Federal judge appoints new monitor to oversee police reform in Cleveland
Karl Racine is the third consent decree monitor since the city and DOJ started the process in 2015
By Adam Ferrise
CLEVELAND, Ohio — A federal judge Wednesday appointed former Washington, D.C., Attorney General Karl Racine as the new lead monitor overseeing Cleveland police reform.
U.S. District Judge Solomon Oliver appointed Racine and his Washington- and London-based firm Hogan Lovells as the new monitor for the court-ordered reforms, known as the consent decree.
The monitoring team takes on a large role in the process, including acting as independent fact-gathers for Oliver. It also issues public reports on the department’s progress.
Racine declined to comment when reached on Wednesday.
Oliver chose Racine and Hogan Lovells over J.S. Held’s team led by former Dallas Police Chief Renee Hall. Both the city and Justice Department recommended Oliver appoint Racine’s group.
“Notably, the parties appreciated Hogan’s depth and breadth of experience, as well as its commitment to continuity through the retention of some of the members of the current monitoring team because of their expertise and established relationships within the local community,” Oliver’s order said.
The judge noted that Racine’s team move to keep members of the current monitoring team lessens “the possibility that momentum will be lost as a result of the transition.”
Racine is the third Cleveland police consent decree monitor since the U.S. Department of Justice and Cleveland officials agreed to the reform process in 2015.
The agreement followed a Justice Department investigation of Cleveland police practices that found widespread unconstitutional policing, including the use of excessive force, and came in the wake of the 2014 fatal police shooting of 12-year-old Tamir Rice.
Racine will take over for Hassan Aden, who retired in November. Aden was the former police chief of Greensville, North Carolina.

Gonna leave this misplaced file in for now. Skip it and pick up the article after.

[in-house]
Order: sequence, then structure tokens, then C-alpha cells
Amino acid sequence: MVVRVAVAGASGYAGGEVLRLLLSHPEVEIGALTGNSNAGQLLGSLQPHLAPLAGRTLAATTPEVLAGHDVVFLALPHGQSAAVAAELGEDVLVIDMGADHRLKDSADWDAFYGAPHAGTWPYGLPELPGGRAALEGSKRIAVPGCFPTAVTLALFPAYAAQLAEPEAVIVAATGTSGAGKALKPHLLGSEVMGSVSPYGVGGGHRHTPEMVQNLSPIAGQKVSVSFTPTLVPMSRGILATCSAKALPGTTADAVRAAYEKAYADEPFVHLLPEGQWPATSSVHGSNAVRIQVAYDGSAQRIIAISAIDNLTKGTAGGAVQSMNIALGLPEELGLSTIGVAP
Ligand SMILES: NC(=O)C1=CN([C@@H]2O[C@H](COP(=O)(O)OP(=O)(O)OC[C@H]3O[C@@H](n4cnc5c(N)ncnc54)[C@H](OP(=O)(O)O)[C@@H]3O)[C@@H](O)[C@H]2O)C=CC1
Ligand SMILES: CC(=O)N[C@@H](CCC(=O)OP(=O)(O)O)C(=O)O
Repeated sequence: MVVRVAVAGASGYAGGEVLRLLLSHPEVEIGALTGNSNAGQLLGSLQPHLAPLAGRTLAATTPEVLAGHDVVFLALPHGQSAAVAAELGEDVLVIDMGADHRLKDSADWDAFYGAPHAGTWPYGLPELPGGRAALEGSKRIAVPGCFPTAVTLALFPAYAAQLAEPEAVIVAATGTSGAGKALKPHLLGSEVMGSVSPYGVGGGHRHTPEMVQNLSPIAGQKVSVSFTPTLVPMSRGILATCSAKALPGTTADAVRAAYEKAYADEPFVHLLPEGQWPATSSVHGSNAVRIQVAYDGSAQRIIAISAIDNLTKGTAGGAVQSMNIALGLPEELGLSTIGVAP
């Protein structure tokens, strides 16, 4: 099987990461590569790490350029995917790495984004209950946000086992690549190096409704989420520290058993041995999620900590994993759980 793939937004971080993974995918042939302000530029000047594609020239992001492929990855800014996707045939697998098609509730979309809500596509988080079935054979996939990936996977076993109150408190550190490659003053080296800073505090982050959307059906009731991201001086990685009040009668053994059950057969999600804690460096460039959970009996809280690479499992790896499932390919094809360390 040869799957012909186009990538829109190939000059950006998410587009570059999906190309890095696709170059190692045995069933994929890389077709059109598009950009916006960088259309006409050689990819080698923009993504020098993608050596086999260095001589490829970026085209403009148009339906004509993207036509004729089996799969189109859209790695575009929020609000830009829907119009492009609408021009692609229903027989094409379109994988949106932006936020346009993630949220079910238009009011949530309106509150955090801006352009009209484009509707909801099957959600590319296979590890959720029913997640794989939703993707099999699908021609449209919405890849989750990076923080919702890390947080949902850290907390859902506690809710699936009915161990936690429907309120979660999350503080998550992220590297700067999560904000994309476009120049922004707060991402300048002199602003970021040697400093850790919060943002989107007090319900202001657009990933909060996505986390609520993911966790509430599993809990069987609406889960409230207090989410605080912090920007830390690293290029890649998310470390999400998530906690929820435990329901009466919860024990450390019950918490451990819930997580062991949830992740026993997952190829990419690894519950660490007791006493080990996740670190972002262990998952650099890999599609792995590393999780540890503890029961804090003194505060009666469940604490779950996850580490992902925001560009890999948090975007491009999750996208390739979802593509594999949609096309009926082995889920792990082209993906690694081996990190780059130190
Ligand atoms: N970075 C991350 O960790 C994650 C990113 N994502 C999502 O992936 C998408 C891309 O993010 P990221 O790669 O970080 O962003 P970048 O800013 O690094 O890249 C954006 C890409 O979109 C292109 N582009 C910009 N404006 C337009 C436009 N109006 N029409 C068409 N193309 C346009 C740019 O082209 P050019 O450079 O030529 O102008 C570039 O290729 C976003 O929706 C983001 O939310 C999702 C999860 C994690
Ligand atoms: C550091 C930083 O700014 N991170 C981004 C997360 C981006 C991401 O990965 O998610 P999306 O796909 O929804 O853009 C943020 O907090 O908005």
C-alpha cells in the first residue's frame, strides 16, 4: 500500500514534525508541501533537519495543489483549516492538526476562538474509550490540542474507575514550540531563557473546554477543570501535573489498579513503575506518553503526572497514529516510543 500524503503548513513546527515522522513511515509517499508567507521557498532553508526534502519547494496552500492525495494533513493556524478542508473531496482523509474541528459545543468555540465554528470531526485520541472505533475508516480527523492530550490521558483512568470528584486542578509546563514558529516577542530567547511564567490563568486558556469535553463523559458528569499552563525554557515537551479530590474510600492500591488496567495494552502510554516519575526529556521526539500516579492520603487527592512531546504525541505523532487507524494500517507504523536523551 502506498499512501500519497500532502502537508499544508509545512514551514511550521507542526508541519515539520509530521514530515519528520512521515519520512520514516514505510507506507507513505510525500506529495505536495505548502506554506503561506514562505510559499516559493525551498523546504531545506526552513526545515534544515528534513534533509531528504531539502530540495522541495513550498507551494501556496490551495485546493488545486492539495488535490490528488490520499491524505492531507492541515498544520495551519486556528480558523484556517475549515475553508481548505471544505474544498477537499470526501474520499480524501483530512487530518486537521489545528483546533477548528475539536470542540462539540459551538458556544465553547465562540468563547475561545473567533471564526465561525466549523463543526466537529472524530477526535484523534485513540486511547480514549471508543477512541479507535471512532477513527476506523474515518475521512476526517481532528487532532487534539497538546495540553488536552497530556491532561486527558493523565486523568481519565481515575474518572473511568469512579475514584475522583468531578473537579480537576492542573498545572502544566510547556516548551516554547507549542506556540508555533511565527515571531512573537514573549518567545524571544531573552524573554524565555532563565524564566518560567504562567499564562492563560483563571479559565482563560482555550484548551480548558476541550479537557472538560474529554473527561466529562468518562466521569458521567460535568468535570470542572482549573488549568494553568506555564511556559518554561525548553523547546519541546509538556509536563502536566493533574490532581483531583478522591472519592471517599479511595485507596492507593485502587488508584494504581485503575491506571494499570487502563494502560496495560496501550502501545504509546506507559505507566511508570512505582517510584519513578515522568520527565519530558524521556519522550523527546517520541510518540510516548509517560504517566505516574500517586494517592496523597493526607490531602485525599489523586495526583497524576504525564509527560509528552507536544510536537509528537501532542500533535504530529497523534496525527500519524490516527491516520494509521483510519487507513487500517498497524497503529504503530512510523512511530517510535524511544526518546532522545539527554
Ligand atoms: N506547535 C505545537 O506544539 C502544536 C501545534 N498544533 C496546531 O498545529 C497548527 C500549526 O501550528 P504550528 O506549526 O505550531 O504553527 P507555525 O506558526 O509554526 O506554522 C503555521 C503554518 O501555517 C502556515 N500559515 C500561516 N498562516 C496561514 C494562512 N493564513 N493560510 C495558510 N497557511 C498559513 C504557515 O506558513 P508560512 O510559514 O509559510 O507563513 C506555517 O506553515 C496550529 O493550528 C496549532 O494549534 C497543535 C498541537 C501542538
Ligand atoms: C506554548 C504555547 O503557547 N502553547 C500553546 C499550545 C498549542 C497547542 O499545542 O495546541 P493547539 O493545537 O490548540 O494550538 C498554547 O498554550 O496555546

Deputy Monitor Ayesha Hardaway was appointed acting monitor and led the team for six months. Her team released a semiannual report critical of the department’s lack of progress in issuing internal discipline, among other issues highlighted in the report.
Matthew Barge was the first monitor appointed to oversee the consent decree in 2015.
The change in leadership comes at a time when the focus of reforms is shifting from putting in place new policies and procedures to collecting data to analyze whether the policies are working. A Cleveland Community Police Commission report released earlier this week said the city has completed 39 percent of its work in complying with the consent decree.
It also comes as the city is undergoing a widespread overhaul of its oversight after voters in 2021 approved changes to the city’s charter that puts the Community Police Commission in charge of disciplining officers, ordering training for officers and putting new policies in place. All had previously been done by the city’s police chief and safety director.
Racine joined Hogan Lovells in January after he served two terms as the first-ever elected attorney general in Washington. The post previously had been appointed by the city’s mayor.
During his eight years in office, he helped usher in the end of three consent decrees — one that lasted three decades over the district’s foster care system, another that lasted two decades over its juvenile detention practices and a third over the administration of Medicaid.
He also filed several high-profile lawsuits, including against the NFL’s Washington Commanders and the white nationalist group the Proud Boys, as well as Amazon, Google and Facebook.
Racine earlier in his career served as associate White House counsel during Bill Clinton’s administration and worked as a public defender in Washington. He graduated from the University of Pennsylvania, where he played on the basketball team. He obtained his law degree from the University of Virginia School of Law.
Racine’s team includes a deputy monitor who oversaw the consent decree in Ferguson, Missouri, which came in the wake of the fatal police shooting of Michael Brown in 2014, and a former acting U.S. attorney in central California.